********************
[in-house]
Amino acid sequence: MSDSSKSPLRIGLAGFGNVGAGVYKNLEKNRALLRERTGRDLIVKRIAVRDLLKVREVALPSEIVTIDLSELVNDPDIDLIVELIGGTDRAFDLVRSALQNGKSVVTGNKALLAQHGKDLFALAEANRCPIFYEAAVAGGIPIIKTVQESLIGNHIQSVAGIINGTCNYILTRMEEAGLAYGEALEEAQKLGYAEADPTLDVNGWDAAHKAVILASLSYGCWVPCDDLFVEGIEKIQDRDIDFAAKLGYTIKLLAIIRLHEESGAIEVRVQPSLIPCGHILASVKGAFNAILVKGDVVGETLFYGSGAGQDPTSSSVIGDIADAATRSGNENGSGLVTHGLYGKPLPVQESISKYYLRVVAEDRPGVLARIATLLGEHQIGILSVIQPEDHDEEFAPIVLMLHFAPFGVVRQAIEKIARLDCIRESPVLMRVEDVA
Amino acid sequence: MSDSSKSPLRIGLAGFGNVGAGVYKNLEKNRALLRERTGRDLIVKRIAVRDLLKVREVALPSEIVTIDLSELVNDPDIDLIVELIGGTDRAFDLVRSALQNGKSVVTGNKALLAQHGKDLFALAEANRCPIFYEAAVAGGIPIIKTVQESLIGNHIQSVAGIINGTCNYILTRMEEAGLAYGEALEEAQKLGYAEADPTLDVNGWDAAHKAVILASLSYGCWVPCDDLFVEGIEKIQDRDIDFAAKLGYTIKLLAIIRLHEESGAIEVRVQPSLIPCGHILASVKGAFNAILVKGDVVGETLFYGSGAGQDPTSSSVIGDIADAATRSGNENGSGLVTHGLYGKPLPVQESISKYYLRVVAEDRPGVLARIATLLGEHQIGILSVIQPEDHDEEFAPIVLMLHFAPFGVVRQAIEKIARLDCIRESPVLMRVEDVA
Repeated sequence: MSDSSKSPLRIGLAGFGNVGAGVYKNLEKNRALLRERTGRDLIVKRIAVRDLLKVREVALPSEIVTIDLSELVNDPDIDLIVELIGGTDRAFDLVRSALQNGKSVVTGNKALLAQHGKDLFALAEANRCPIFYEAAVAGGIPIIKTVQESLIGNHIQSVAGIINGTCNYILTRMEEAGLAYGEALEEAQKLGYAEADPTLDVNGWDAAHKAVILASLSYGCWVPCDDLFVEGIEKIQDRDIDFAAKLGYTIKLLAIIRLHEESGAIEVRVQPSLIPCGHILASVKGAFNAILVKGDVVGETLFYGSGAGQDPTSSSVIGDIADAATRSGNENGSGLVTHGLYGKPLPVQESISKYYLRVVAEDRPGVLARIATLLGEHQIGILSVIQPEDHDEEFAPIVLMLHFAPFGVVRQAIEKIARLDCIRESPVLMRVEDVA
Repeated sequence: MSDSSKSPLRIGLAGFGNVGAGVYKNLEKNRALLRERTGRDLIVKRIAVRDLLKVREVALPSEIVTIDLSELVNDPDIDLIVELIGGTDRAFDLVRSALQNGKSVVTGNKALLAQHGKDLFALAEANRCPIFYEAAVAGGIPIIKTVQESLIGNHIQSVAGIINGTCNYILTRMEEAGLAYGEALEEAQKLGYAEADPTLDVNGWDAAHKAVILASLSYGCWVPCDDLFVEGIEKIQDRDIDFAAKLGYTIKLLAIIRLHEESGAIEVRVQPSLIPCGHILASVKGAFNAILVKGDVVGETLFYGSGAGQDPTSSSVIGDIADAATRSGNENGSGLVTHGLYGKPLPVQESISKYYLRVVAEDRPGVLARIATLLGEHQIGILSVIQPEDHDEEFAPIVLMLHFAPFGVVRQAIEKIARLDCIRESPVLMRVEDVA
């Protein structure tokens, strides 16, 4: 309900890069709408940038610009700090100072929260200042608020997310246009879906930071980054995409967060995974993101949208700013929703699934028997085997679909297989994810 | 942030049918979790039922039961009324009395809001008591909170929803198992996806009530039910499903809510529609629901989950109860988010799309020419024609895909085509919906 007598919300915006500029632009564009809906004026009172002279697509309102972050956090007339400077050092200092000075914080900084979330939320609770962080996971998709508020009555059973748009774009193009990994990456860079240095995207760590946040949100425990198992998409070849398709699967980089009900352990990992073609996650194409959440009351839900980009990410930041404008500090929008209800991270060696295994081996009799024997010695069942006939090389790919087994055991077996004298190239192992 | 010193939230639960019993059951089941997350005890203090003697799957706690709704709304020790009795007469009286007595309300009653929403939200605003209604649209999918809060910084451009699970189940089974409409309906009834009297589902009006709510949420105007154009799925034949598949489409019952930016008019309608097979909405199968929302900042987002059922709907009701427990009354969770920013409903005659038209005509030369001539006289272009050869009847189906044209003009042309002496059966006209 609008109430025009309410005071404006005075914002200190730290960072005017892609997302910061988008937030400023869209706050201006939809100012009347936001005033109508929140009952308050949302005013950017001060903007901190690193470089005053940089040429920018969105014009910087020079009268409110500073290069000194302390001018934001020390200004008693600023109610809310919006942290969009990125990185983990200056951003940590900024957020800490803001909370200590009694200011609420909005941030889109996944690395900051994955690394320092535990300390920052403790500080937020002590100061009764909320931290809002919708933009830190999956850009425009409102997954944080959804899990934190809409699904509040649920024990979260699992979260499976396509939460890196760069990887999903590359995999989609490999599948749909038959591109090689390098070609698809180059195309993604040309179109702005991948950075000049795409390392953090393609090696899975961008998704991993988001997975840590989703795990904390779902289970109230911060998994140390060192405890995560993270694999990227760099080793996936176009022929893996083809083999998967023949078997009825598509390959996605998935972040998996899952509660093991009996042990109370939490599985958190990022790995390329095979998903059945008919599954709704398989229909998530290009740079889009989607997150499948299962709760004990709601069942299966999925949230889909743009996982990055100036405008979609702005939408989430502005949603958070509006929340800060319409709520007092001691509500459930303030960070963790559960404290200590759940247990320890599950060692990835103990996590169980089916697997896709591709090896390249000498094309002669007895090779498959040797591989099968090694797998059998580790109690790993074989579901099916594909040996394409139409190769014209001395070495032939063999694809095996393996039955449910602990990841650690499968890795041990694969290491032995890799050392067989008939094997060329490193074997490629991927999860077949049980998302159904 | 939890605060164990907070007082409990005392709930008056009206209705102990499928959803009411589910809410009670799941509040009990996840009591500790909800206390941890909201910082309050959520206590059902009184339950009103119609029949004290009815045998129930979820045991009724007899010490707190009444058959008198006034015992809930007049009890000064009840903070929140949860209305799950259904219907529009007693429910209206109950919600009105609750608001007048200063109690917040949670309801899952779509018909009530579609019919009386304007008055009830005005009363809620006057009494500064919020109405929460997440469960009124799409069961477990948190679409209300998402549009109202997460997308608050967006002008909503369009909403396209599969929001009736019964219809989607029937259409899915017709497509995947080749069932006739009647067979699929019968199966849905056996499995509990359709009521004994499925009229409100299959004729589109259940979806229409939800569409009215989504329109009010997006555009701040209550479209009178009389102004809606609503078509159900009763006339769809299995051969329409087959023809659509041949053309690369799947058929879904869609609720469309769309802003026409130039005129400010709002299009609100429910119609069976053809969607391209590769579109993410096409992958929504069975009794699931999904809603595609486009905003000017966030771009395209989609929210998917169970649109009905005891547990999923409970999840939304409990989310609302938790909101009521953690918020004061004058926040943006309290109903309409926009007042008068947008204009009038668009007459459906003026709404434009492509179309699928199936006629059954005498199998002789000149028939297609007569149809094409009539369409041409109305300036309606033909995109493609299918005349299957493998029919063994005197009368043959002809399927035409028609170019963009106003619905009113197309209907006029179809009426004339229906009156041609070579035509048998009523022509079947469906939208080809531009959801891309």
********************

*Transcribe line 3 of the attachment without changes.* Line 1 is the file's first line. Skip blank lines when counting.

Amino acid sequence: MSDSSKSPLRIGLAGFGNVGAGVYKNLEKNRALLRERTGRDLIVKRIAVRDLLKVREVALPSEIVTIDLSELVNDPDIDLIVELIGGTDRAFDLVRSALQNGKSVVTGNKALLAQHGKDLFALAEANRCPIFYEAAVAGGIPIIKTVQESLIGNHIQSVAGIINGTCNYILTRMEEAGLAYGEALEEAQKLGYAEADPTLDVNGWDAAHKAVILASLSYGCWVPCDDLFVEGIEKIQDRDIDFAAKLGYTIKLLAIIRLHEESGAIEVRVQPSLIPCGHILASVKGAFNAILVKGDVVGETLFYGSGAGQDPTSSSVIGDIADAATRSGNENGSGLVTHGLYGKPLPVQESISKYYLRVVAEDRPGVLARIATLLGEHQIGILSVIQPEDHDEEFAPIVLMLHFAPFGVVRQAIEKIARLDCIRESPVLMRVEDVA